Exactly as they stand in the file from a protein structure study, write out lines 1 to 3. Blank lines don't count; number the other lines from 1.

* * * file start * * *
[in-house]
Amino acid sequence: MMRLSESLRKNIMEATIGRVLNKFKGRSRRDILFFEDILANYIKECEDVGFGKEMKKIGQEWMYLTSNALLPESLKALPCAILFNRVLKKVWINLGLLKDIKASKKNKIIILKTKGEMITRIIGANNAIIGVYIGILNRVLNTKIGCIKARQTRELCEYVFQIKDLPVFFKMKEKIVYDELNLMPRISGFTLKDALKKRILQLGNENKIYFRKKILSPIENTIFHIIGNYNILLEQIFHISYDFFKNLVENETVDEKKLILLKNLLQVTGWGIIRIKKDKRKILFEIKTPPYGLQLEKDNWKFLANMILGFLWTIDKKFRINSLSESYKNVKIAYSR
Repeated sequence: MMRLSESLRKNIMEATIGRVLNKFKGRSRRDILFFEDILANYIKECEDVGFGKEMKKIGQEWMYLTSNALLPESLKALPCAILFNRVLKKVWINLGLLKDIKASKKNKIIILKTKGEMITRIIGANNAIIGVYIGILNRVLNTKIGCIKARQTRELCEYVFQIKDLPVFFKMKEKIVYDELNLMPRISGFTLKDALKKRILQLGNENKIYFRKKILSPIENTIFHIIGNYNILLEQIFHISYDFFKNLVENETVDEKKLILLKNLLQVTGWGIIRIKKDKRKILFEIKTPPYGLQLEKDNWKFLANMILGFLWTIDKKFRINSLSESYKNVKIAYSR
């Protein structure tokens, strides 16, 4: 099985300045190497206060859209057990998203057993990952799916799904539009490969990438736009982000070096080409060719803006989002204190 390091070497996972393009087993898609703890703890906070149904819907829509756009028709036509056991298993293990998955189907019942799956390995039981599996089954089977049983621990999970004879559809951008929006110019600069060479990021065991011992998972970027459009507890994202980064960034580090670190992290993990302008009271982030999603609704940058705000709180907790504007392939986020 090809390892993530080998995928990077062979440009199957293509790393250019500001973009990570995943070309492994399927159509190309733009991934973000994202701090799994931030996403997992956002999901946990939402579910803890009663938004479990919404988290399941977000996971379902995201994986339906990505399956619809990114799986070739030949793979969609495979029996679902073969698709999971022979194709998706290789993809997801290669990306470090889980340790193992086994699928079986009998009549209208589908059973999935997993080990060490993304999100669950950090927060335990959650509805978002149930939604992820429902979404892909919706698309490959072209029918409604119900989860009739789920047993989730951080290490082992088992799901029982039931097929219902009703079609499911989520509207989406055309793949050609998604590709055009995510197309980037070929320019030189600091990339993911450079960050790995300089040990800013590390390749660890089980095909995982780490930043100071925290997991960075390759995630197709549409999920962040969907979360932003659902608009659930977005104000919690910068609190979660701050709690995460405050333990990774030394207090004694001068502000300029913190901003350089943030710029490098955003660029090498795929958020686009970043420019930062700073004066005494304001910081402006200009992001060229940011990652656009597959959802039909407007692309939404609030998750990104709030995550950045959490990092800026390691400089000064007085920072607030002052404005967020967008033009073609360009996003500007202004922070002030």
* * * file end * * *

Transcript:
[in-house]
Amino acid sequence: MMRLSESLRKNIMEATIGRVLNKFKGRSRRDILFFEDILANYIKECEDVGFGKEMKKIGQEWMYLTSNALLPESLKALPCAILFNRVLKKVWINLGLLKDIKASKKNKIIILKTKGEMITRIIGANNAIIGVYIGILNRVLNTKIGCIKARQTRELCEYVFQIKDLPVFFKMKEKIVYDELNLMPRISGFTLKDALKKRILQLGNENKIYFRKKILSPIENTIFHIIGNYNILLEQIFHISYDFFKNLVENETVDEKKLILLKNLLQVTGWGIIRIKKDKRKILFEIKTPPYGLQLEKDNWKFLANMILGFLWTIDKKFRINSLSESYKNVKIAYSR
Repeated sequence: MMRLSESLRKNIMEATIGRVLNKFKGRSRRDILFFEDILANYIKECEDVGFGKEMKKIGQEWMYLTSNALLPESLKALPCAILFNRVLKKVWINLGLLKDIKASKKNKIIILKTKGEMITRIIGANNAIIGVYIGILNRVLNTKIGCIKARQTRELCEYVFQIKDLPVFFKMKEKIVYDELNLMPRISGFTLKDALKKRILQLGNENKIYFRKKILSPIENTIFHIIGNYNILLEQIFHISYDFFKNLVENETVDEKKLILLKNLLQVTGWGIIRIKKDKRKILFEIKTPPYGLQLEKDNWKFLANMILGFLWTIDKKFRINSLSESYKNVKIAYSR